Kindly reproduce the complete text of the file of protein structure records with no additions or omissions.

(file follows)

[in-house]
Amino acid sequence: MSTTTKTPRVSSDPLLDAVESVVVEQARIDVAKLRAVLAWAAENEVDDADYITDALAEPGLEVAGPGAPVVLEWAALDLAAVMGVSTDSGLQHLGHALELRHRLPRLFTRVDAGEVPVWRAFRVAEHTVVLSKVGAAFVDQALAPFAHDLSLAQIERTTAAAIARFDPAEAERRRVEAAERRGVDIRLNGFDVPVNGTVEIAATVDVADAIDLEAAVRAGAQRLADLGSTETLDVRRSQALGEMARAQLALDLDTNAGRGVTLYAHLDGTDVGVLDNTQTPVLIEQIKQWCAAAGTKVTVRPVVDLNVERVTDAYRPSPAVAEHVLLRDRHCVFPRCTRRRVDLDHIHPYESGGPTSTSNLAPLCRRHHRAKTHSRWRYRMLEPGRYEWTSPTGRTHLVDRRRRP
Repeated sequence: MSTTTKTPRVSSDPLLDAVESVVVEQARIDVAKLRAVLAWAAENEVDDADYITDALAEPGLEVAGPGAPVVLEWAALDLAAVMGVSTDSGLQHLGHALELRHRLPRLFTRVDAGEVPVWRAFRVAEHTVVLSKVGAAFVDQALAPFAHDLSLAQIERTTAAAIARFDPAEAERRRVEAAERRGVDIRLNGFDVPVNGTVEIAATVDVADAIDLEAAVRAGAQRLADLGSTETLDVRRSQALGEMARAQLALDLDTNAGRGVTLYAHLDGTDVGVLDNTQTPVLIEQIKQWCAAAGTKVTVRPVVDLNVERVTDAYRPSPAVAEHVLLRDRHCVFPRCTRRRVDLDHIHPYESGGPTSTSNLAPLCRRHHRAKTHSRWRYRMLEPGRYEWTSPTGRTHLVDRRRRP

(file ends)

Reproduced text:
[in-house]
Amino acid sequence: MSTTTKTPRVSSDPLLDAVESVVVEQARIDVAKLRAVLAWAAENEVDDADYITDALAEPGLEVAGPGAPVVLEWAALDLAAVMGVSTDSGLQHLGHALELRHRLPRLFTRVDAGEVPVWRAFRVAEHTVVLSKVGAAFVDQALAPFAHDLSLAQIERTTAAAIARFDPAEAERRRVEAAERRGVDIRLNGFDVPVNGTVEIAATVDVADAIDLEAAVRAGAQRLADLGSTETLDVRRSQALGEMARAQLALDLDTNAGRGVTLYAHLDGTDVGVLDNTQTPVLIEQIKQWCAAAGTKVTVRPVVDLNVERVTDAYRPSPAVAEHVLLRDRHCVFPRCTRRRVDLDHIHPYESGGPTSTSNLAPLCRRHHRAKTHSRWRYRMLEPGRYEWTSPTGRTHLVDRRRRP
Repeated sequence: MSTTTKTPRVSSDPLLDAVESVVVEQARIDVAKLRAVLAWAAENEVDDADYITDALAEPGLEVAGPGAPVVLEWAALDLAAVMGVSTDSGLQHLGHALELRHRLPRLFTRVDAGEVPVWRAFRVAEHTVVLSKVGAAFVDQALAPFAHDLSLAQIERTTAAAIARFDPAEAERRRVEAAERRGVDIRLNGFDVPVNGTVEIAATVDVADAIDLEAAVRAGAQRLADLGSTETLDVRRSQALGEMARAQLALDLDTNAGRGVTLYAHLDGTDVGVLDNTQTPVLIEQIKQWCAAAGTKVTVRPVVDLNVERVTDAYRPSPAVAEHVLLRDRHCVFPRCTRRRVDLDHIHPYESGGPTSTSNLAPLCRRHHRAKTHSRWRYRMLEPGRYEWTSPTGRTHLVDRRRRP